Austin’s Electric Utility Commission Pushes Hard For Fair Study Of Clean Energy Alternatives


EUC Vice Chairman Karen Hadden details the omissions from the Gen Plan Study RFP in summarizing Commission Member Joep Meijer's thorough analysis of items that Austin Energy left off the proposal.

Austin Electric Utility Commission saved the most important issue till last on their long Monday agenda. After 9 PM, the EUC rallied to pose a strong request to Gage Loots, Austin Energy's Supervising Senior Buyer:  "Please issue an important addendum to the RFP for the Gen Plan Gap Study."

If you're not an energy geek, that sentence might take some deconstructing.

2014 was a key year for developing a new 'Generation Plan' for Austin which would define the electrical generation resources for Austin Energy – the city's utility – for the coming decade. This planning cycle occurs every two years. It is a key time for public input into the energy and – necessarily – climate goals for the city of Austin – whose ambition is to be a national and world leader in renewable and sustainable energy.

As the 2014 planning cycle unfolded, it became clear that the utility department – ie, Austin Energy – wanted to limit public input, build a new 1000 MW natural gas power plant and move on. Activists all over Austin rallied and brought public pressure to bear on the process. In response, Austin City Council made some significant policy and process decisions.

First, they created their own Generation Plan Task Force to evaluate all the options and opportunities for renewable energy to replace fossil fuels in the Austin generation mix. Perhaps more importantly in the long run, they adopted a new Climate Protection Plan for 2050 which would move the entire city of Austin to be carbon neutral by 2050. Not just city government and city services – but the entire city! To help the city achieve those critical goals, the electric utility department would need to get there by 2030 to allow extra time for the other sectors of the economy to get there. The electric utility – though massive – is a very concentrated carbon source – and both easier to mitigate and under city jurisdiction. So a 2030 goal for Austin Energy is necessary to give some running room for the rest of the city of Austin to catch up.

The Generation Plan Task Force made it's recommendations late summer, although the exact timing of their presentation to Council was delayed by parliamentary tactics. They made powerful recommendations: make solar the default new generation source, add 600 MW more west Texas solar, add 200 MW local solar, add more energy efficiency, more weatherization, invest in energy storage – all subject to the need to be 'affordable.'

Now, Texas is a big place – and 'affordable' can be a big word. Many tribes can gather under it's tent – but in the end – it can also mean a lot of things to a lot of people. So treaties can be signed, but perhaps, different interpretations can be taken away from the table.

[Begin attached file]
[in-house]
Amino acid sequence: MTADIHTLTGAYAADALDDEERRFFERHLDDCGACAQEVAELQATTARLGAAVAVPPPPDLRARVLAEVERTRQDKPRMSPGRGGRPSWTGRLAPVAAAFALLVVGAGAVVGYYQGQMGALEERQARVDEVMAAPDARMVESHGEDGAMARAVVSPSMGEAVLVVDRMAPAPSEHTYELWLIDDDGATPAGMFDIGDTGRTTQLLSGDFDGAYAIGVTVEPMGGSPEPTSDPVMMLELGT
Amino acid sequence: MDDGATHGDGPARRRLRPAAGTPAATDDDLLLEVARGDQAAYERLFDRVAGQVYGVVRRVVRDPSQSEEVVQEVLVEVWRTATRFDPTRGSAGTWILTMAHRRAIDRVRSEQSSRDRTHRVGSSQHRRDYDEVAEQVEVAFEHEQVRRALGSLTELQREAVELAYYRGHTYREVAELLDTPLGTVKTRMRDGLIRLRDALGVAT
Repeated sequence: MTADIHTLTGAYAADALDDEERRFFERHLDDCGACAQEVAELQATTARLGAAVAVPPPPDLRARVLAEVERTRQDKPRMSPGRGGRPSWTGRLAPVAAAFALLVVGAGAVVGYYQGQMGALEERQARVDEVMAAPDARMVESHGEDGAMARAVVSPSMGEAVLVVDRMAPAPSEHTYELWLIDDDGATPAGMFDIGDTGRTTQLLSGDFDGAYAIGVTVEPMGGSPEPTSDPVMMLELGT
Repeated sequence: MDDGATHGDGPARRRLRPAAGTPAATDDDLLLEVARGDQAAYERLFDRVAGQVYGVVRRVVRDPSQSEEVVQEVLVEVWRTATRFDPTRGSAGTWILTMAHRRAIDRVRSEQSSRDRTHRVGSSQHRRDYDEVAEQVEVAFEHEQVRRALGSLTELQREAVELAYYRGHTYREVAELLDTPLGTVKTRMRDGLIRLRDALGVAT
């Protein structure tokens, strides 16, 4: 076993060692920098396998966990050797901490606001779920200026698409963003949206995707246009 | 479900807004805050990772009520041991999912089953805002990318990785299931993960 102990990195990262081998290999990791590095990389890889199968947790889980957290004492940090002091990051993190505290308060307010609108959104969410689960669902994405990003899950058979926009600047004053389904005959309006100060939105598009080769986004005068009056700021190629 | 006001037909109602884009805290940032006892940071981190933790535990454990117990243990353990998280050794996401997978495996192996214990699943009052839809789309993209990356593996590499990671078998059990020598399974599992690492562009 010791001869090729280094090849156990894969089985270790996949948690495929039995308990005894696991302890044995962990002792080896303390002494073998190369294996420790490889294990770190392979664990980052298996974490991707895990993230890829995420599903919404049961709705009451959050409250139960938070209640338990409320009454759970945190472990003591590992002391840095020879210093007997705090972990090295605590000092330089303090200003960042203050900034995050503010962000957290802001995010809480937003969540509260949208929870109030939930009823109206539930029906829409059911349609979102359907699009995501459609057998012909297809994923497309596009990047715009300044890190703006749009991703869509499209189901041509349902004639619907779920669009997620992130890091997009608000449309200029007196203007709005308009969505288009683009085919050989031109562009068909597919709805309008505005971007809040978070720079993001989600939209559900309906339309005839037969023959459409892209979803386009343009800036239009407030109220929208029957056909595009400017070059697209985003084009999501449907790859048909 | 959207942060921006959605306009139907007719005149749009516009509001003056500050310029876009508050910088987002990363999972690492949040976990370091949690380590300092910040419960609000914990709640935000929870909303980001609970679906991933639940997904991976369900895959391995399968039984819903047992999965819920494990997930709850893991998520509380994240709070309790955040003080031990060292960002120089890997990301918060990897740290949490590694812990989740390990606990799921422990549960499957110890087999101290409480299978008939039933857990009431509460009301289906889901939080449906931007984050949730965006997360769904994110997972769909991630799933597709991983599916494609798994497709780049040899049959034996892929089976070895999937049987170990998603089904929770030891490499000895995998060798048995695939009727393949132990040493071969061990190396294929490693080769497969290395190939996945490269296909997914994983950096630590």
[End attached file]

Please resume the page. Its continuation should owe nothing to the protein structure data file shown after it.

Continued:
For the Mayor, it meant electric rates in the lower 50% of rates in ERCOT (mostly Texas) with no more than 2% annual increase. Those are laudable goals are helped in part by growing electric rates in the private utility markets that dominate parts of Texas. For Sierra Club, Austin Interfaith,PODER and others concerned with social justice, 'affordable' meant  low rates, weatherization programs, and extra help for low income families. For the Chamber and others it means low rates for silicon foundries and big business users. For Kathie Tovo and her groundbreaking resolution 158, it means finding ways to keep electric rates fair – especially for the disadvantaged in Austin. For Austin Energy, it means keeping generation costs down and balancing their budget. For the City Manager, it means keeping rates down and making profit margins that support many parts of Austin's city budget. In quick summary – there are countless competing demands on this key word 'affordability.'

It must be recognized that 2014's City Council had incredible experience in dealing with these matters of energy, climate change and affordability. They had been trained (lots of OJT) in the rate case, in looking for ways to close the coal plant, in countless meetings and hearings on Austin Energy. Ultimately in mid 2014, they created an entire 'Committee of the Whole' to manage Austin Energy – realizing that they all had hard earned expertise to give – and that the big ($2+ Billion)  business of Austin Energy was an elephant in the room at City Hall. It was too big to ignore – important enough to pay real attention to.